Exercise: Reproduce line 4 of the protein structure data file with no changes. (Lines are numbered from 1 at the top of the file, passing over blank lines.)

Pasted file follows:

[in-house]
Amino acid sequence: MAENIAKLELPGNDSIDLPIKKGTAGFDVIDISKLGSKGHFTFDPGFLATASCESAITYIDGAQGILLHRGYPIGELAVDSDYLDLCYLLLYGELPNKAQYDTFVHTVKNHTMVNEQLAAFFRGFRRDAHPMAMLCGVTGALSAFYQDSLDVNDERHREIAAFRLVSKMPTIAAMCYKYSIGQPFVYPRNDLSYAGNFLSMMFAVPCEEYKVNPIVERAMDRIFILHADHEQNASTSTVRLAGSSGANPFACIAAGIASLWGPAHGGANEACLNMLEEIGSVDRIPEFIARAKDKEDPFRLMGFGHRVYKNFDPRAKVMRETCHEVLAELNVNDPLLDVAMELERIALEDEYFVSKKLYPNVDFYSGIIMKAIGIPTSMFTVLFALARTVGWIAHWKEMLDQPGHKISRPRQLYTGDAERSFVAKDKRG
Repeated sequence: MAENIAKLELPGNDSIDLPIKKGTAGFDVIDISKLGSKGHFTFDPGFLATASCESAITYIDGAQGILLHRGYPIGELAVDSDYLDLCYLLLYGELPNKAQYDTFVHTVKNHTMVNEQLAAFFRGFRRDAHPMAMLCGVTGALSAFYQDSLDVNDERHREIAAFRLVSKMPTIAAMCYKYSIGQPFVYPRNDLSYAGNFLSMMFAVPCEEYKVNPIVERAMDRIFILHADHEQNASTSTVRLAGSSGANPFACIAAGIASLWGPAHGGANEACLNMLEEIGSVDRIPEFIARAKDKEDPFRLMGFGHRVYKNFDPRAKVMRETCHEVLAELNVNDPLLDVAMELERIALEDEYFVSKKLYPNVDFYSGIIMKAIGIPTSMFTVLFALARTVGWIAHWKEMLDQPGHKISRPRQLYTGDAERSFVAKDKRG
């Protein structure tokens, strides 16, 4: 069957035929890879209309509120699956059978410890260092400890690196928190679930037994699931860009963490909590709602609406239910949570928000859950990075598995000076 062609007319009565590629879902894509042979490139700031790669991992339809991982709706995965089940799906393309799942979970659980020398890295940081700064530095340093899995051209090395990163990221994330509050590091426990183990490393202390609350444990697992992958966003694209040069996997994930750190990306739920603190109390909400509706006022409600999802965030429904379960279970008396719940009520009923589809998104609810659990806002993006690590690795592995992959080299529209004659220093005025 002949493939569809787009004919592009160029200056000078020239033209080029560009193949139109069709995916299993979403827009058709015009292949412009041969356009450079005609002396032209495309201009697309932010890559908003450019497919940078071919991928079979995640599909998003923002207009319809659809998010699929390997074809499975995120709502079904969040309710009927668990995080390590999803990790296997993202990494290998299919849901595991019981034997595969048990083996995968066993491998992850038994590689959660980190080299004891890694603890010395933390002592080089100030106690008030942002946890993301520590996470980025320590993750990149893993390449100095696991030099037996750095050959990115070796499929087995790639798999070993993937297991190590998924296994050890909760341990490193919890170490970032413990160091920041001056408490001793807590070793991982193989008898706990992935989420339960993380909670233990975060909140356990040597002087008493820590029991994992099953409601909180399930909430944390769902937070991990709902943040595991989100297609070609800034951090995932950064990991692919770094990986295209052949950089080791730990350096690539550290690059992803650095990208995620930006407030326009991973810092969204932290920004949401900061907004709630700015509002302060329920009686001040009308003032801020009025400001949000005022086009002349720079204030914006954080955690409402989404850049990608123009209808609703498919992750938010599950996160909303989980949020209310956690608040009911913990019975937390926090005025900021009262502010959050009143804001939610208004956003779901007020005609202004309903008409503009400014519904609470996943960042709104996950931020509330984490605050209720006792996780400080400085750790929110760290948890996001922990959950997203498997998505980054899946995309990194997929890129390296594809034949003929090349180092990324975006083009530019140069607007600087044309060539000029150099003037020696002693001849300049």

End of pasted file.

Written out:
């Protein structure tokens, strides 16, 4: 069957035929890879209309509120699956059978410890260092400890690196928190679930037994699931860009963490909590709602609406239910949570928000859950990075598995000076 062609007319009565590629879902894509042979490139700031790669991992339809991982709706995965089940799906393309799942979970659980020398890295940081700064530095340093899995051209090395990163990221994330509050590091426990183990490393202390609350444990697992992958966003694209040069996997994930750190990306739920603190109390909400509706006022409600999802965030429904379960279970008396719940009520009923589809998104609810659990806002993006690590690795592995992959080299529209004659220093005025 002949493939569809787009004919592009160029200056000078020239033209080029560009193949139109069709995916299993979403827009058709015009292949412009041969356009450079005609002396032209495309201009697309932010890559908003450019497919940078071919991928079979995640599909998003923002207009319809659809998010699929390997074809499975995120709502079904969040309710009927668990995080390590999803990790296997993202990494290998299919849901595991019981034997595969048990083996995968066993491998992850038994590689959660980190080299004891890694603890010395933390002592080089100030106690008030942002946890993301520590996470980025320590993750990149893993390449100095696991030099037996750095050959990115070796499929087995790639798999070993993937297991190590998924296994050890909760341990490193919890170490970032413990160091920041001056408490001793807590070793991982193989008898706990992935989420339960993380909670233990975060909140356990040597002087008493820590029991994992099953409601909180399930909430944390769902937070991990709902943040595991989100297609070609800034951090995932950064990991692919770094990986295209052949950089080791730990350096690539550290690059992803650095990208995620930006407030326009991973810092969204932290920004949401900061907004709630700015509002302060329920009686001040009308003032801020009025400001949000005022086009002349720079204030914006954080955690409402989404850049990608123009209808609703498919992750938010599950996160909303989980949020209310956690608040009911913990019975937390926090005025900021009262502010959050009143804001939610208004956003779901007020005609202004309903008409503009400014519904609470996943960042709104996950931020509330984490605050209720006792996780400080400085750790929110760290948890996001922990959950997203498997998505980054899946995309990194997929890129390296594809034949003929090349180092990324975006083009530019140069607007600087044309060539000029150099003037020696002693001849300049």